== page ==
Syfy Insider Exclusive

Create a free profile to get unlimited access to exclusive videos, sweepstakes, and more!

Sign Up For Free to View
SYFY WIRE Bruce Campbell

Bruce Campbell explains why he finds superhero movies ‘Snoresville’

By James Comtois
Bruce Campbell

Horror icon Bruce Campbell may be down to play Ash Williams again in some form or another, but he’s definitely not interested in being in the next superhero film. In fact, the Evil Dead star isn’t really a fan of superhero films at all — as an actor or viewer.   

In an interview with io9, Campbell explained that he finds superhero films one-way tickets to “Snoresville.” And why? As a viewer, it’s primarily the stakes (or lack thereof). 

“The Evil Dead movies are about unsuspecting people with no special powers and things happened to them,” Campbell said. “So, it’s survival by normal people.” 

His character, Ash, “can be killed at any time. Car crash. He’s dead. But these guys who have this special superhero power, to me that’s Snoresville,” he said. In particular, he called Batman v. Superman a “Stupid, stupid, stupid concept.”

“Never should’ve been made,” Campbell said. “Superman who can like, make the world go backwards with centrifugal force. Batman can’t do that. Superman can frickin’ fly. He’s the Man of Steel. All he has — one hand on Batman’s esophagus, the story is over. So, they spent a lot of money kidding themselves.”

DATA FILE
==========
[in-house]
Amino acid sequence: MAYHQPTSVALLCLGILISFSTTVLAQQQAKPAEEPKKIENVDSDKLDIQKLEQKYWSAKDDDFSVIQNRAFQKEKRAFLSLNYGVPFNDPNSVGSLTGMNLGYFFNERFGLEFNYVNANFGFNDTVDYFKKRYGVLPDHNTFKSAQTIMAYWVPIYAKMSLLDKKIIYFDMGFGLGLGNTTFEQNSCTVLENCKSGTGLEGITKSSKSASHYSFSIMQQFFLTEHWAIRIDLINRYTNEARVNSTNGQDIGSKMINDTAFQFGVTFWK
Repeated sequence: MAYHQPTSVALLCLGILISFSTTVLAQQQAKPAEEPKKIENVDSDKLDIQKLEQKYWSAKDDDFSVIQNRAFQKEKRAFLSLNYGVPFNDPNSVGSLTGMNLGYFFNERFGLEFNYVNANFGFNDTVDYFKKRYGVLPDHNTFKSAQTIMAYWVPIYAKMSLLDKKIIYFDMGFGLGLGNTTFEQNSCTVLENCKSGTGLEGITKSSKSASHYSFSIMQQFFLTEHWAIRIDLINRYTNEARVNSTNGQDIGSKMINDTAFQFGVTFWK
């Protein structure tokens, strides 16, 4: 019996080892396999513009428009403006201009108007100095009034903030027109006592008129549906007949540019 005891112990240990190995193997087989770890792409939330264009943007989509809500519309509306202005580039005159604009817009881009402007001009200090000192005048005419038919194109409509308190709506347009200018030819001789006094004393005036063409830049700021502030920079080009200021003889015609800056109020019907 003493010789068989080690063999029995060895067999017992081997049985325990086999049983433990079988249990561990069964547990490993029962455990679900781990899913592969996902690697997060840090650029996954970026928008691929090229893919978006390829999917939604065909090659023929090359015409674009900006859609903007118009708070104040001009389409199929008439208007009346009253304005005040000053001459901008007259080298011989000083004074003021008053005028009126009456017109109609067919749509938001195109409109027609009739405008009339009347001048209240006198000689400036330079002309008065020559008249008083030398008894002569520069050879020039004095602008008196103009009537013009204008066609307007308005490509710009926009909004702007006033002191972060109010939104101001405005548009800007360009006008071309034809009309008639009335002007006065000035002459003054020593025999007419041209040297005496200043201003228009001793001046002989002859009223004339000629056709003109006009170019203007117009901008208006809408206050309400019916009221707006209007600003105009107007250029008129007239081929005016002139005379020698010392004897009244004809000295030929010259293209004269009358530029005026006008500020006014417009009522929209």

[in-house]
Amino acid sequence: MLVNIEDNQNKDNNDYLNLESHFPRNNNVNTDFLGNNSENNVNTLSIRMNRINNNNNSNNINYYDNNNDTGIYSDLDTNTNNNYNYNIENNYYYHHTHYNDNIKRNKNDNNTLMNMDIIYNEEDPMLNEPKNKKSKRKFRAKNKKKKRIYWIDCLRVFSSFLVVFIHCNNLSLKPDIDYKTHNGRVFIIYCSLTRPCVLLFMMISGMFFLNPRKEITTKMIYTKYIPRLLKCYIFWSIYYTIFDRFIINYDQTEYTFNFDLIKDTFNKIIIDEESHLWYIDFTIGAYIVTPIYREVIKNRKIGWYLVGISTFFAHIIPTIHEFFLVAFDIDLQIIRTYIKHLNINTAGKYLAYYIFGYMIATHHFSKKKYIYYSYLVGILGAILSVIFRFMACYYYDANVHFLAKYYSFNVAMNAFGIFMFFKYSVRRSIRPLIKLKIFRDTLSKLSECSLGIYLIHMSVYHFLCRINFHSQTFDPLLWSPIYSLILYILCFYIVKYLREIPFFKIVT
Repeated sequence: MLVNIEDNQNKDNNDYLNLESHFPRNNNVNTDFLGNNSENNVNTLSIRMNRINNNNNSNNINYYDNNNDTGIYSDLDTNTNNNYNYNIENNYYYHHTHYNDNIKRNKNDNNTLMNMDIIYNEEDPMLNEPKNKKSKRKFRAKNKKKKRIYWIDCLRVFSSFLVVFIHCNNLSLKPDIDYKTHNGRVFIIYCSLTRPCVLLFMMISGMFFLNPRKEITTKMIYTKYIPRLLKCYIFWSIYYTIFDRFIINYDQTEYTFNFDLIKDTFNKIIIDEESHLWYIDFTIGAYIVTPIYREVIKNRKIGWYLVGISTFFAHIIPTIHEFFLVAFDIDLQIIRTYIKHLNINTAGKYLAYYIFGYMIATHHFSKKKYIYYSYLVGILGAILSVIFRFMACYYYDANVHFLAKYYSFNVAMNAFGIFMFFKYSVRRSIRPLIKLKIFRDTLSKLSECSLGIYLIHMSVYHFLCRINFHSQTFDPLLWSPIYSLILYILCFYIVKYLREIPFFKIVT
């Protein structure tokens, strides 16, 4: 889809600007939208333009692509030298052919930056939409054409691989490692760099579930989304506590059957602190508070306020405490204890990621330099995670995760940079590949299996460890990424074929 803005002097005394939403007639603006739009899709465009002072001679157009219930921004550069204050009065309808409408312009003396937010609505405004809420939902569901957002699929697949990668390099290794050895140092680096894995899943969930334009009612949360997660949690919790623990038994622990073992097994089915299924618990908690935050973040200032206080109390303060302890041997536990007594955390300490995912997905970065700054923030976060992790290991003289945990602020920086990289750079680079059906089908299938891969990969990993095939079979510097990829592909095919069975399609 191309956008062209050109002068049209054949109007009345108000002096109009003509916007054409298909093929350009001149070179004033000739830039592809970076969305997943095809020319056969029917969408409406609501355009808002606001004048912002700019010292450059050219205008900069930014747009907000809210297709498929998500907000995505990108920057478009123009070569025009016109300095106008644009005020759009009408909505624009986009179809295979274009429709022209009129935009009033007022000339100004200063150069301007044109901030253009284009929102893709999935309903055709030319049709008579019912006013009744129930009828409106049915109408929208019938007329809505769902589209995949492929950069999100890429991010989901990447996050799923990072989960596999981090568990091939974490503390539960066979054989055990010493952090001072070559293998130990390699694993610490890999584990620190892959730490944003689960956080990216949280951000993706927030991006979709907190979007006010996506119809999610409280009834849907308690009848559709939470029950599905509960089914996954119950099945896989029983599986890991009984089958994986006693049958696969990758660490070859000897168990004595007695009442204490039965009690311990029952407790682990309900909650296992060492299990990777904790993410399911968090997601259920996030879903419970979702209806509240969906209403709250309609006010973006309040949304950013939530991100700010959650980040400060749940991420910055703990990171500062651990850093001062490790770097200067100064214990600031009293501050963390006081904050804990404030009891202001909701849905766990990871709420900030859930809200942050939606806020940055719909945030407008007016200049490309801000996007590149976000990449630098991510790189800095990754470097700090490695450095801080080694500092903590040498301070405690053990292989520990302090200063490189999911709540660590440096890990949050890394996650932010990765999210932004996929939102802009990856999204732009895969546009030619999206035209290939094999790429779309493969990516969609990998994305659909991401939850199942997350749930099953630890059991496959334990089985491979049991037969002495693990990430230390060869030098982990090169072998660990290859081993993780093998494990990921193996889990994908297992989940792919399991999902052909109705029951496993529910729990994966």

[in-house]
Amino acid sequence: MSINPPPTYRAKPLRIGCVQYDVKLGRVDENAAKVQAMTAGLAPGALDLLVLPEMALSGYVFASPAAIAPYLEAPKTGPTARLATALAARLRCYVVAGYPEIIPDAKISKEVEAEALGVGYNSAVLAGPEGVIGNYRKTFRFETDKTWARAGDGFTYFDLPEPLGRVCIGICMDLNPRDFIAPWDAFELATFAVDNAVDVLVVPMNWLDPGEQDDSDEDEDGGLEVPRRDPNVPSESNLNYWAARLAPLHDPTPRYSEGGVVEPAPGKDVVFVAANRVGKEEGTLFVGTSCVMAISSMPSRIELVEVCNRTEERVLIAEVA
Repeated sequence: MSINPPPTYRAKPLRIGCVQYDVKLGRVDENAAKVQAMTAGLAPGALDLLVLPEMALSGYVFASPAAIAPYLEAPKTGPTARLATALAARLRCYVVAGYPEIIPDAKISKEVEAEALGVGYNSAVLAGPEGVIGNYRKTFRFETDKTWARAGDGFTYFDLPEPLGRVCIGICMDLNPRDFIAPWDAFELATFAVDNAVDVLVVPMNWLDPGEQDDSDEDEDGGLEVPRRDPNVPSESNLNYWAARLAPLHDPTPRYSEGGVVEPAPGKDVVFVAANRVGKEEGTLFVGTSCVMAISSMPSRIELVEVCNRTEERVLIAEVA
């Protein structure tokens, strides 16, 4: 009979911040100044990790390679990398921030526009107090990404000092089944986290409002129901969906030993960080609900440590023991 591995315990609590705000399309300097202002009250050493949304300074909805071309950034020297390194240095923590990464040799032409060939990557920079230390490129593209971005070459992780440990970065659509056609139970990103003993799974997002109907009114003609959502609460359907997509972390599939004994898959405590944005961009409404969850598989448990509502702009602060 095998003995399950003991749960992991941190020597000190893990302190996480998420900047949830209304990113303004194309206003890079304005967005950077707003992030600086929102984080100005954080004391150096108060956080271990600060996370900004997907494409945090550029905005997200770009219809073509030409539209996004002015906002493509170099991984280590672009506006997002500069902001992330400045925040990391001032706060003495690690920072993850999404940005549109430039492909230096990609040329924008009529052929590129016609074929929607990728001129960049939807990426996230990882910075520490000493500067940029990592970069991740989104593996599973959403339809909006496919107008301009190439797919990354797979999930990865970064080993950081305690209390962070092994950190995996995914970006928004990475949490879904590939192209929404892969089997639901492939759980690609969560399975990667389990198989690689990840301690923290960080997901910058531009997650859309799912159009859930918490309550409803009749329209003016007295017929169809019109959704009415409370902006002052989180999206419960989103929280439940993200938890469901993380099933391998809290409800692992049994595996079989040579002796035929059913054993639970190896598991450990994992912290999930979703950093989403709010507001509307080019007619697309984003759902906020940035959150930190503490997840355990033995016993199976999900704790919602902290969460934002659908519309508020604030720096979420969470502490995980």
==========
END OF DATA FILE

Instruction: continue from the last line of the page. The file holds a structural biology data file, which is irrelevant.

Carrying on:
But it’s not just the fact that he finds them dull to watch. In the interview, Campbell said acting in superhero films is restricting — in more ways than one. 

“Actors [say things] like, ‘Man, I’d love to be Mysterio.’ OK. Congratulations. You’re Mysterio. Here’s your costume and you can’t even take a leak in this costume,” he said. “So, we’re going to be in this really uncomfortable outfit and you’re not really going to be anywhere. You’re in the king’s castle? Oh yeah, you’re on that chair, painted green in front of a green screen.”

Remember: Campbell cut his teeth making indie films with his buddy Sam Raimi, shooting out real windows with real guns in the woods. And although he admits this was a dangerous way to make movies, there was also a realness and physicality to these early films. He misses that, and says it's completely absent from studio filmmaking — and, in particular, from how superhero films are made. 

“Obviously, it’s very unsafe to do what we did," he noted. "And on the other hand, it’s not as real. You have to really use your imagination of what the end thing is going to look like with the shotgun,” he said.

As is the case with almost all interviews with Campbell, it’s a whole lot of fun to read and/or to watch (there's a video accompanying a transcript of the chat). You can currently see Campbell hosting and producing the latest version of Ripley's Believe It or Not! on the Travel Channel.